The future of open societies in the digital age depends on the ability of those who believe in democracy and human rights to effectively and safely make use of the internet. Despite significant investments made by the US government and other donors, as well as the efforts of global democracy implementers to develop Internet Freedom and cybersecurity tools to keep at-risk groups connected and secure, the rapid evolution and proliferation of aggressive tactics from digital authoritarians have made democracy and rights organizations less safe than ever online. Two visions for the future of the internet currently stand in opposition: one of a single, decentralized network, exemplified by the recently announced Declaration for the Future of the Internet; and the other consisting of multiple sovereign networks, such as the “digital iron curtain,” that dropped following Russia’s catastrophic invasion of Ukraine. This is a critical moment of opportunity: democracy today can only thrive with a robust digital public sphere. Free and open-source (FOSS) public interest technology is essential to supporting democracy, and there is more that we can be doing to create sustainable Internet Freedom technology infrastructure that meets people’s needs around the world.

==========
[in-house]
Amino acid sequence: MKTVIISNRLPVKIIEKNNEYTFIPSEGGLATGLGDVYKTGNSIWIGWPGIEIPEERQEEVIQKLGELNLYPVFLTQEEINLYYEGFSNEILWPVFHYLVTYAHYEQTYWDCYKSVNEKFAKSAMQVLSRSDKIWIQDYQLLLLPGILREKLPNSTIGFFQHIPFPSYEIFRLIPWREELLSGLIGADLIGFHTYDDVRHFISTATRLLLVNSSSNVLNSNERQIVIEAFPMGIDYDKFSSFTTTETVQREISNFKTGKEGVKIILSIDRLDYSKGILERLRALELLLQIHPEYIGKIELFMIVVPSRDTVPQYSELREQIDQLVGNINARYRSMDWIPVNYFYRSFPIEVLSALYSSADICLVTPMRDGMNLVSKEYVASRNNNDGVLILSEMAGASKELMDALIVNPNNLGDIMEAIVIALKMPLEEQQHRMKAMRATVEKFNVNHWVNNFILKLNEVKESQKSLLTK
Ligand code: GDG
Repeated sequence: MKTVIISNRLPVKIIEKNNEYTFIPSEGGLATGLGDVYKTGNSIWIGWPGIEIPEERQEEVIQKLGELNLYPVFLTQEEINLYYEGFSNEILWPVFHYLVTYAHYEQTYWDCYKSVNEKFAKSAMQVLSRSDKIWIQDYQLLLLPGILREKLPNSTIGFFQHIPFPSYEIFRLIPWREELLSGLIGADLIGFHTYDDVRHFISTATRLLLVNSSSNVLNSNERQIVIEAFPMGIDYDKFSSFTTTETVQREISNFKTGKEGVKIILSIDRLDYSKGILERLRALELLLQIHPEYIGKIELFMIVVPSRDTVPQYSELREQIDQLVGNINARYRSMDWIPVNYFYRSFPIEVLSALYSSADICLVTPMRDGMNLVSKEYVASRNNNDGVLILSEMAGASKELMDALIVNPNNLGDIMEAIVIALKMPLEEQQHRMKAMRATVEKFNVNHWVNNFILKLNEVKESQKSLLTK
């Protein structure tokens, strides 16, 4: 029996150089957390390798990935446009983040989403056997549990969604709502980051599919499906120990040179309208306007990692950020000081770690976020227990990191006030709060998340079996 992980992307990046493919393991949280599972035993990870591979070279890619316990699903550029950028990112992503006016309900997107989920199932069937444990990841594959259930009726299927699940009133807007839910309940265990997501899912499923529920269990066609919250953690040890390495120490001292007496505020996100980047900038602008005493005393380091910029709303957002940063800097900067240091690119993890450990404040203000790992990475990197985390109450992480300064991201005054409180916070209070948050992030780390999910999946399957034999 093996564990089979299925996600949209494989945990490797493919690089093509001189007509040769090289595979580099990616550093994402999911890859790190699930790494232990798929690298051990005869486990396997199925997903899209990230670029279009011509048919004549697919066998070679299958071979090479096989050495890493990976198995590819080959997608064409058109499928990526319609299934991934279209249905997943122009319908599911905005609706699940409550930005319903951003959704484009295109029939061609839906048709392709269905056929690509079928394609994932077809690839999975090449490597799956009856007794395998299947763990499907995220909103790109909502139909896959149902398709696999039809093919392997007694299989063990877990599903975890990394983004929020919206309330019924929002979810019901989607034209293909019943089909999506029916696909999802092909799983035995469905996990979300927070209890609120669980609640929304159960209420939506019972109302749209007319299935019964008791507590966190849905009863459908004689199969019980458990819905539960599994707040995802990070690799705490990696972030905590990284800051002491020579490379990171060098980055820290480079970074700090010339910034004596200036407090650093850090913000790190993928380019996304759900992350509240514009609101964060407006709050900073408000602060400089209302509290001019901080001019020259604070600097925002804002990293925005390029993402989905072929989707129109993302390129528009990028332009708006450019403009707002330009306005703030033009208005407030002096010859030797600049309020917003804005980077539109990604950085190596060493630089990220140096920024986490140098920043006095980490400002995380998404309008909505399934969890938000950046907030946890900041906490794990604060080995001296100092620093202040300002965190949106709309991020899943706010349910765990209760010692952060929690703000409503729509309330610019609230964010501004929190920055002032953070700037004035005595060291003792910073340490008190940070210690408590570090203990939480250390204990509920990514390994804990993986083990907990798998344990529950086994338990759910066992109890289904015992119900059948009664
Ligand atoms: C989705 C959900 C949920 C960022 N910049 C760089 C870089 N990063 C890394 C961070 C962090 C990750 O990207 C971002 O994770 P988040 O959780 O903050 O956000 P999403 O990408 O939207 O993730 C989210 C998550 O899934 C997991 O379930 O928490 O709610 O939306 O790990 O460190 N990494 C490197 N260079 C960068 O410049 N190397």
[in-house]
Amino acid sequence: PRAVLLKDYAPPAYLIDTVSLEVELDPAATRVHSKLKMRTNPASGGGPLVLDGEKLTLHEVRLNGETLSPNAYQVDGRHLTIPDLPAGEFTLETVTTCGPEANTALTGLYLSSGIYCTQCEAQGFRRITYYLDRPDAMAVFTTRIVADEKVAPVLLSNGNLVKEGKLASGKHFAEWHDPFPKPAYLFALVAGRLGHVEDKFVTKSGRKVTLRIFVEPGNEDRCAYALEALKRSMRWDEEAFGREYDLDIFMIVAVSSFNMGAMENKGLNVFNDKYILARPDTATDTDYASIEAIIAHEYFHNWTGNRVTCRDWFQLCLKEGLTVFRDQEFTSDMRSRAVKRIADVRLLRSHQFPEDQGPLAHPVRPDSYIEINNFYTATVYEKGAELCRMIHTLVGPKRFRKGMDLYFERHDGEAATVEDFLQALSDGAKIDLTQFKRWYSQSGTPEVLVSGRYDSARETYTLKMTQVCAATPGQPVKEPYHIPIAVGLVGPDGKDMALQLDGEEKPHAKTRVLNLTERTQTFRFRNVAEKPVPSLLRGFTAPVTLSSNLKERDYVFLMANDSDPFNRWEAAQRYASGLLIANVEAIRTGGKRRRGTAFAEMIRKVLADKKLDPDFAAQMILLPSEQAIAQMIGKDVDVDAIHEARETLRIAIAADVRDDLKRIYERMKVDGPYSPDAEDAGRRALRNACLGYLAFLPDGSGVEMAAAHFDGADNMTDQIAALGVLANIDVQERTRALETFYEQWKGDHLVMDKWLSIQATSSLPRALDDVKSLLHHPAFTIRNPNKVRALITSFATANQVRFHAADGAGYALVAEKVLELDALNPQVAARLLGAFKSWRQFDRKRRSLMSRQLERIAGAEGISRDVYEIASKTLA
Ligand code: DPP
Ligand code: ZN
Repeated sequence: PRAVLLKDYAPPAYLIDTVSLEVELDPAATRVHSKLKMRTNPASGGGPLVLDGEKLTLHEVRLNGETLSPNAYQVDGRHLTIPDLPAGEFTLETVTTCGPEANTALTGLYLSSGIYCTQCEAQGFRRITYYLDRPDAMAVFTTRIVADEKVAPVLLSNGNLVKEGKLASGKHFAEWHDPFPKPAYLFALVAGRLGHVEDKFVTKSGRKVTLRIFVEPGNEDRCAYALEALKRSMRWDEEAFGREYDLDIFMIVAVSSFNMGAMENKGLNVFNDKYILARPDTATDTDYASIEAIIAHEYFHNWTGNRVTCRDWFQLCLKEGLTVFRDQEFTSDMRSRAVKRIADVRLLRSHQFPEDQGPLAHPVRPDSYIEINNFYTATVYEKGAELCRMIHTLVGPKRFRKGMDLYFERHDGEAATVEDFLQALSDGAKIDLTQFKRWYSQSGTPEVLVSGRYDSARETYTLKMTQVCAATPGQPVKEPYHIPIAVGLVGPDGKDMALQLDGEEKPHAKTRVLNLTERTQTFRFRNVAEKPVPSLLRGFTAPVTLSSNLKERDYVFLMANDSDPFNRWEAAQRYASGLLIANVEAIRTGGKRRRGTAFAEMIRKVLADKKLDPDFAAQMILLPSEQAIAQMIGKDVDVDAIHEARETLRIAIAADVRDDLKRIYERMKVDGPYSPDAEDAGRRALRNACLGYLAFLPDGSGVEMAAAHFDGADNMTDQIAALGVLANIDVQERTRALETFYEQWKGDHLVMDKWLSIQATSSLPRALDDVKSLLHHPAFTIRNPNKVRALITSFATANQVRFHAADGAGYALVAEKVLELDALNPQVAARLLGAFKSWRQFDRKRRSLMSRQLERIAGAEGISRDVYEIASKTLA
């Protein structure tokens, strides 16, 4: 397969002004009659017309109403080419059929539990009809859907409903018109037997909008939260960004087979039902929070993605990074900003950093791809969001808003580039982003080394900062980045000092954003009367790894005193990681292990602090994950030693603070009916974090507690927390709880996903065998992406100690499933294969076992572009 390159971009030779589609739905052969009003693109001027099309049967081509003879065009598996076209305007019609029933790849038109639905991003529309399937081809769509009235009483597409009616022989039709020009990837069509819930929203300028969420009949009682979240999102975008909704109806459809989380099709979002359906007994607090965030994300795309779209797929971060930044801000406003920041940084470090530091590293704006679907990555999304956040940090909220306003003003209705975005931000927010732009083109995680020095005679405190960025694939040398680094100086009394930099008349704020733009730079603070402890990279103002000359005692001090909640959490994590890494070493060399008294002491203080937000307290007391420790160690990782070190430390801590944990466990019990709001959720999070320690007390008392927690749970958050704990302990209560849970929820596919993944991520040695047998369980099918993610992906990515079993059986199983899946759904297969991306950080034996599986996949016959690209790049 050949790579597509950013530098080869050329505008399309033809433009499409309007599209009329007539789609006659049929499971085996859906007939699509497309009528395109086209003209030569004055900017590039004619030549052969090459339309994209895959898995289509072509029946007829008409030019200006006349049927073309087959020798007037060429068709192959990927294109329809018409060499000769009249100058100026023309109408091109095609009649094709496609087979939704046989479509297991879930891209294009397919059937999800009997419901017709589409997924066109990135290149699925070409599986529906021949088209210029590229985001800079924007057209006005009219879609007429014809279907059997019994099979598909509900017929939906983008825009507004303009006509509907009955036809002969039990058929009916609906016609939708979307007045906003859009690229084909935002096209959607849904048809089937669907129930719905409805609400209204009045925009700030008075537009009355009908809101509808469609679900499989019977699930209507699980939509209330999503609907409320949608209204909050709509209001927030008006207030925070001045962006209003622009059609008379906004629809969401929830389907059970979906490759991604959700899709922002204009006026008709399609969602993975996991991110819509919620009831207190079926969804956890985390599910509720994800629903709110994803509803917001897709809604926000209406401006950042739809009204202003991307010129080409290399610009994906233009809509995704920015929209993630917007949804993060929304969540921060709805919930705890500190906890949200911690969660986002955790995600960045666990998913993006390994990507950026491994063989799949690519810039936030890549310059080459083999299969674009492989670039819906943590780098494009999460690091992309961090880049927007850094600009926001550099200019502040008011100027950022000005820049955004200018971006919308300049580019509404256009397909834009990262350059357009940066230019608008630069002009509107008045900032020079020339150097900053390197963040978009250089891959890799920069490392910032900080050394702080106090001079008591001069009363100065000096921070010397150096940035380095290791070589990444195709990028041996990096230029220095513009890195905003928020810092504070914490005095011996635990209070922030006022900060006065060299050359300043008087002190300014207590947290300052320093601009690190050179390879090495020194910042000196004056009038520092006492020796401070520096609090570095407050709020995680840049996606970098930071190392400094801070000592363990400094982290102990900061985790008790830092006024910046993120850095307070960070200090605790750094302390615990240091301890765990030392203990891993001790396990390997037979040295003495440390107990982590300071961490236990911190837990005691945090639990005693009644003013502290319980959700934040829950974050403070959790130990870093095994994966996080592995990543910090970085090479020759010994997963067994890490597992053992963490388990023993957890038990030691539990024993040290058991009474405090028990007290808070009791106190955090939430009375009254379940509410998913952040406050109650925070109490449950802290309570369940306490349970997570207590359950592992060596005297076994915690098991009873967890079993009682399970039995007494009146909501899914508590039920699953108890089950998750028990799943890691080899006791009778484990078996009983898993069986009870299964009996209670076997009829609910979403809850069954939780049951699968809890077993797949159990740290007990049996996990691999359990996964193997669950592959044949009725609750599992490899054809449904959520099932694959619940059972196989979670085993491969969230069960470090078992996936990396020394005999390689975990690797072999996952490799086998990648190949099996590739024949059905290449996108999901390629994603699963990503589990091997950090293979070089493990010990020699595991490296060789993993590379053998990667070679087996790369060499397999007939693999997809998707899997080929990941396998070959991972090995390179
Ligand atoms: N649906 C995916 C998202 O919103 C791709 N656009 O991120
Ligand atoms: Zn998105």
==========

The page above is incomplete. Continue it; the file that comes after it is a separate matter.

The white paper draws on NDI’s programmatic expertise, as well as research and interviews with key leaders in the Internet Freedom space. It elaborates on the crisis faced in keeping democracy advocates safe online, outlines the challenges of the internet freedom technology “life cycle,” and identifies lessons learned about coordination, long-term financial sustainability, and technical support to inform the democracy community. The paper concludes with a road map towards building a sustainable public interest internet freedom technology infrastructure, including recommendations for governments, donors, implementers and technologists.